Forming a Company

Registered Agents

If you incorporate, you will likely need a registered agent. Why do you need a registered agent? Great question. In this article, we explain the role of registered agents.

You've decided to adopt a corporate structure for your business to limit your personal liability and take advantage of tax benefits that would otherwise be beyond your reach.

Registered Agents

Now it's time to sit back and reap the rewards, right? Not quite. Somebody still needs to represent your company in the state in which it was incorporated. Enter the registered agent . . .

A Registered Agent is a responsible third-party who is responsible for receiving important legal and tax information for a business that is structured as a LCC (Limited Liability Company).

Their role is an important one because without one you could be completely unaware of a legal claim or judgment that has been filed against you. Some states even require LLC's to have a Registered Agent and failure to do so can result in the loss of corporate or LLC status.

Can you serve as your own Registered Agent? Yes, but you probably shouldn't. Instead, you really should consider utilizing a third-party Registered Agent service to fill this role.

Third-party service gives you - the business owner - peace of mind, knowing that someone is always available to receive notifications. That means you can take a vacation once in a while without worrying about whether or not you are missing something important when you leave town.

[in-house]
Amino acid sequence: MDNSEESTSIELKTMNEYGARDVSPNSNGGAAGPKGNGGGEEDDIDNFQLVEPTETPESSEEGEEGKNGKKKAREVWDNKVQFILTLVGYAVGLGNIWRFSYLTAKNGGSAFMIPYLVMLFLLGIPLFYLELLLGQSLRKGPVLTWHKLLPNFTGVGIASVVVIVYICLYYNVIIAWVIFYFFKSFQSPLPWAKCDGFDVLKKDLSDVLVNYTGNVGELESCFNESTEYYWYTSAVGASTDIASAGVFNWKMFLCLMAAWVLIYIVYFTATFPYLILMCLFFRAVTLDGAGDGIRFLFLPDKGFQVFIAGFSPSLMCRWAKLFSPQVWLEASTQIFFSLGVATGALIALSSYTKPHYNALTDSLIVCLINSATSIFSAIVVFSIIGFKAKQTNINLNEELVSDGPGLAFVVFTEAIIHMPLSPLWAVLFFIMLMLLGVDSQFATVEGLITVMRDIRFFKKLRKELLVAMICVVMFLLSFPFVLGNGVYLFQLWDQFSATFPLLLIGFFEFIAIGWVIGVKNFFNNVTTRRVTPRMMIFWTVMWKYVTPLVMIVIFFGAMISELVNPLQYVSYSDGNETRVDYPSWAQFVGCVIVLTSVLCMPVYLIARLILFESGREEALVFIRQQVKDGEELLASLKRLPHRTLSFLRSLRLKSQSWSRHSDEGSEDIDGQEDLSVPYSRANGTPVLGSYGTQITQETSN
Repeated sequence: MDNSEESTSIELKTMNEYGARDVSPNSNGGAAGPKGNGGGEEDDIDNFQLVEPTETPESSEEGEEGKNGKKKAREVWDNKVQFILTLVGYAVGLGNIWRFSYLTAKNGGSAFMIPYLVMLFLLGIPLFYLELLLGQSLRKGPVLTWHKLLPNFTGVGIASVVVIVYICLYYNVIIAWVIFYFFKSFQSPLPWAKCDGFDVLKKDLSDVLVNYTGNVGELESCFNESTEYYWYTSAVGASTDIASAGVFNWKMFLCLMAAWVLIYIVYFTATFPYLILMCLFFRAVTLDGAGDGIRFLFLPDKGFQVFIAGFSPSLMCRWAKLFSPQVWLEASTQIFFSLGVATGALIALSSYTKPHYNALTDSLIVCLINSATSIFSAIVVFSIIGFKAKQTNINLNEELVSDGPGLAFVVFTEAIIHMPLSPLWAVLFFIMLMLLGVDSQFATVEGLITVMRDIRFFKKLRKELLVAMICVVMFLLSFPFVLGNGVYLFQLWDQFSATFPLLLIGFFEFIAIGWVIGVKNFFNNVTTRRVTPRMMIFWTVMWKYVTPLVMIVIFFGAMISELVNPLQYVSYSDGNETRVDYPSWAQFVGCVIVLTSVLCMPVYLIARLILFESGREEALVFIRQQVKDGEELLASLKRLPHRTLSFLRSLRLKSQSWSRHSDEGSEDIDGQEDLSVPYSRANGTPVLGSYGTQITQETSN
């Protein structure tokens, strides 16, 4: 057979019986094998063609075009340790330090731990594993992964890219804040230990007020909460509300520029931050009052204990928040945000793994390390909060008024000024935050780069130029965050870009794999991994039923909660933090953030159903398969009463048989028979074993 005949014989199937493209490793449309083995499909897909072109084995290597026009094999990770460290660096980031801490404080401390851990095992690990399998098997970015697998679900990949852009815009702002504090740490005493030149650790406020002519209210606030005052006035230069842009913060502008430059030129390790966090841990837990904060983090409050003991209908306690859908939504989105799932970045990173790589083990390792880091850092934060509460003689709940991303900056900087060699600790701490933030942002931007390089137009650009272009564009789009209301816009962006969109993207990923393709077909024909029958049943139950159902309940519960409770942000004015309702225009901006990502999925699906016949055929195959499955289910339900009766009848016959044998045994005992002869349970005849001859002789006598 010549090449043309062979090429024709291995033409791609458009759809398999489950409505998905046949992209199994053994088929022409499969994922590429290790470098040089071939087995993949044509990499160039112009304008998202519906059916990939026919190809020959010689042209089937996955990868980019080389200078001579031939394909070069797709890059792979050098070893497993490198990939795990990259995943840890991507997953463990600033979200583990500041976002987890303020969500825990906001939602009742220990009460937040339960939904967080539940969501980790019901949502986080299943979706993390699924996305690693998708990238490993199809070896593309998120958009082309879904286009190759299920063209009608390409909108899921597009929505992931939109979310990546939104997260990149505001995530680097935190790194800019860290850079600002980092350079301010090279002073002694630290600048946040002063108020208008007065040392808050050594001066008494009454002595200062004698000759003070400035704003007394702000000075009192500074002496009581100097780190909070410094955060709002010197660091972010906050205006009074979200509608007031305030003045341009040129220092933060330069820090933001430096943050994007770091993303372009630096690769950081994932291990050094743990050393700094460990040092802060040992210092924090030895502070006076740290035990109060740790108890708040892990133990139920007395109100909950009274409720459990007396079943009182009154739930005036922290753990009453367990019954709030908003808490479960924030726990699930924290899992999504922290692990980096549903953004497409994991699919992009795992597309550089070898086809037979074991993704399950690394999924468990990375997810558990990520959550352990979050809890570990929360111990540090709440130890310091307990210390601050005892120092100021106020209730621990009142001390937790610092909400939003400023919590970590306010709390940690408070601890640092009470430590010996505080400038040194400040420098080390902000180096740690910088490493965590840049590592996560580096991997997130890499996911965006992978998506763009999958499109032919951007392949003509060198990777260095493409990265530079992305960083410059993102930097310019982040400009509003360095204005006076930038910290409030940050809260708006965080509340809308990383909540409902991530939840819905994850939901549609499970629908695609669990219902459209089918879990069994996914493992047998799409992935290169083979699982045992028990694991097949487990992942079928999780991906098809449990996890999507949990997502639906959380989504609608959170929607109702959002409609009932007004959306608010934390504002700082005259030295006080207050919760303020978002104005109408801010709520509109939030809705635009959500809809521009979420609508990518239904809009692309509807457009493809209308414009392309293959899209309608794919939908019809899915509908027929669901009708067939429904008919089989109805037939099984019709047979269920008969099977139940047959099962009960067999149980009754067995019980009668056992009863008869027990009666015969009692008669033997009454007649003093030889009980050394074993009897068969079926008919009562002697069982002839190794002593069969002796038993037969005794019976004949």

A Registered Agent also creates a buffer between you and the legal process. In the event that your business is sued, the Registered Agent is the one who is served papers while you avoid the possibility of an embarrassing situation in the presence of clients, vendors, and neighbors.

Another benefit of using a third-party Registered Agent service is that it gives you a no-hassle way to change locations as your business grows. Without a Registered Agent, you would have to file change of address notifications with the state and others each time you move. However, the Registered Agent's address remains the same no matter where your business is located.

If a Registered Agent sounds like a good idea for your business, look for one that is established and reputable. When the stakes are this high, a fly-by-night operation simply won't do. A quality Registered Agent should ideally maintain offices services in all 50 states to accommodate your business as it grows.

They should also be able to demonstrate a reliable process for forwarding you all documentation they receive. It's not unreasonable to expect your Registered Agent to forward you documents via traceable, overnight shipping. Included in the mailing should be a summary of the documentation and clear instructions about how much time you have to respond.

Finally, a reputable Registered Agent should have a good relationship with Secretaries of State since much of their job involves working as an intermediary between you and the state. They will regularly be responsible for receiving and forwarding state tax documents, but more importantly they will represent your business to state government. If they don't have a solid relationship with the state, they will likely be of little value to you or your business.

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